Dr. Sarah Spencer and Ginny Espenshade describe the public health benefits of having a local needle exchange and of training people to use opioid overdose response kits. And the Waird family shares their experience with addiction and recovery.
The Coffee Table, recorded Wednesday, July 19th, 2017 Topic: Opiod abuse in Homer. Guests: Ginny Espenshade, Dr. Sarah Spencer, Megan, Annie and Rob Waird.
The desire to live a healthy life is the first step to kicking a drug or alcohol addiction. But sometimes the will, alone, isn’t enough — there needs to be a way. There’s been a shortage of ways on the central Kenai Peninsula, but three new facilities are opening up new hope to those wanting a clean start.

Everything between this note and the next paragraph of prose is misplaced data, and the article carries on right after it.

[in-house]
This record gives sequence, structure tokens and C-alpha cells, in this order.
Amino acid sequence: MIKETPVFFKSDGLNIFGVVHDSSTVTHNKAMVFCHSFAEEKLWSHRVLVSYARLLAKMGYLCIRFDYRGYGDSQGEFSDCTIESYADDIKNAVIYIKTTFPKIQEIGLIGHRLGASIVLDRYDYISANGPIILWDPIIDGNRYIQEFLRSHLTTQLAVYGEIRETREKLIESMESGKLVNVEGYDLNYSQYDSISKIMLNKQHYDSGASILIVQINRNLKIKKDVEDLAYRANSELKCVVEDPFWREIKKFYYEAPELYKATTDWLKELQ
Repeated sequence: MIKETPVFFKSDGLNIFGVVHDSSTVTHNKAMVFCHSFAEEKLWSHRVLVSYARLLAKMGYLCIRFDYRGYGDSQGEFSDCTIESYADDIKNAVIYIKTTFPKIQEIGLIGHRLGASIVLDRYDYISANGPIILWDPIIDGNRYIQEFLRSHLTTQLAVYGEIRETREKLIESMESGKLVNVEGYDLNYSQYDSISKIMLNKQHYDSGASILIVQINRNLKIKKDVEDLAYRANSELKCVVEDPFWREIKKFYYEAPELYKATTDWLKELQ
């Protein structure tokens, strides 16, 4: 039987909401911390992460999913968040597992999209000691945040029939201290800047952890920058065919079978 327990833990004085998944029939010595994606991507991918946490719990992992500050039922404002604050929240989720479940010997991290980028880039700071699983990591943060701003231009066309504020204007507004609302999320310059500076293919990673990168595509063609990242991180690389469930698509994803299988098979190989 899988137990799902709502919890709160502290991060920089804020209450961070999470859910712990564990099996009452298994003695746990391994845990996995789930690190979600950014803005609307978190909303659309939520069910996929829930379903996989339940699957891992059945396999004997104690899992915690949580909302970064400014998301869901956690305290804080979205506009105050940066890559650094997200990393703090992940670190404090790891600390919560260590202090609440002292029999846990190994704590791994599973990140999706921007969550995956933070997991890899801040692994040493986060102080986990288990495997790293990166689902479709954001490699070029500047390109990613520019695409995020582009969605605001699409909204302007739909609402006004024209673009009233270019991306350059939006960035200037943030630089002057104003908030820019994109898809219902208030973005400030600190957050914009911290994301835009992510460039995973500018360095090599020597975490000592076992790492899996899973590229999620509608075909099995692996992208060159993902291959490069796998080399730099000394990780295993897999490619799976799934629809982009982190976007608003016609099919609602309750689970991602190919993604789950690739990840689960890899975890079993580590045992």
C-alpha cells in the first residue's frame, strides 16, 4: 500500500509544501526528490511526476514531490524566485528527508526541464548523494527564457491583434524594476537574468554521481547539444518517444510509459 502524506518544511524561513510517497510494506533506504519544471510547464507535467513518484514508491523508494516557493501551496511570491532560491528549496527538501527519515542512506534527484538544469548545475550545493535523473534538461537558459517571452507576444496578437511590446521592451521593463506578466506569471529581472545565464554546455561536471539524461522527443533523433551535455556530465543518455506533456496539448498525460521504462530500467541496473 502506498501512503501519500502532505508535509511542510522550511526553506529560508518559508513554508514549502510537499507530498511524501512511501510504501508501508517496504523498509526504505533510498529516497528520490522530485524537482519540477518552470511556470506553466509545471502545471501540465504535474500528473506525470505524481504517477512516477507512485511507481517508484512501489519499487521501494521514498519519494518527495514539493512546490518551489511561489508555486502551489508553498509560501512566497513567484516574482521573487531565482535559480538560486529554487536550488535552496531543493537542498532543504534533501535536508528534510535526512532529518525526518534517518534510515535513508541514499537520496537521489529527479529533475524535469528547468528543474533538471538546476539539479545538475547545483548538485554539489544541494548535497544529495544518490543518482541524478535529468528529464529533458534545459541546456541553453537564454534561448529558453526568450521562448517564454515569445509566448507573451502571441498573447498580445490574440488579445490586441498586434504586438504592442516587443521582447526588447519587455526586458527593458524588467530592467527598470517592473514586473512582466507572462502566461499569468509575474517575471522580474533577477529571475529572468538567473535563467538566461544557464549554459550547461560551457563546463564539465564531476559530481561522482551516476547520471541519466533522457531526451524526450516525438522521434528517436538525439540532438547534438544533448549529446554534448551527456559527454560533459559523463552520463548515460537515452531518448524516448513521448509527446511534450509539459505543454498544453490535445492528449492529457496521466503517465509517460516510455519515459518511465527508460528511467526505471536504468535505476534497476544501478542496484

Homer got its first needle exchange recently. Simply called, ‘The Exchange’, the primary goal of the pilot program is to reduce the spread Hepatitis C, HIV/AIDS, and bacterial infections among intravenous drug users by exchanging used needles and syringes for clean ones. Dr. Sarah Spencer, a local doctor board certified in addiction medicine, is overseeing this project. KBBI’s Daysha Eaton talks with Dr. Spencer.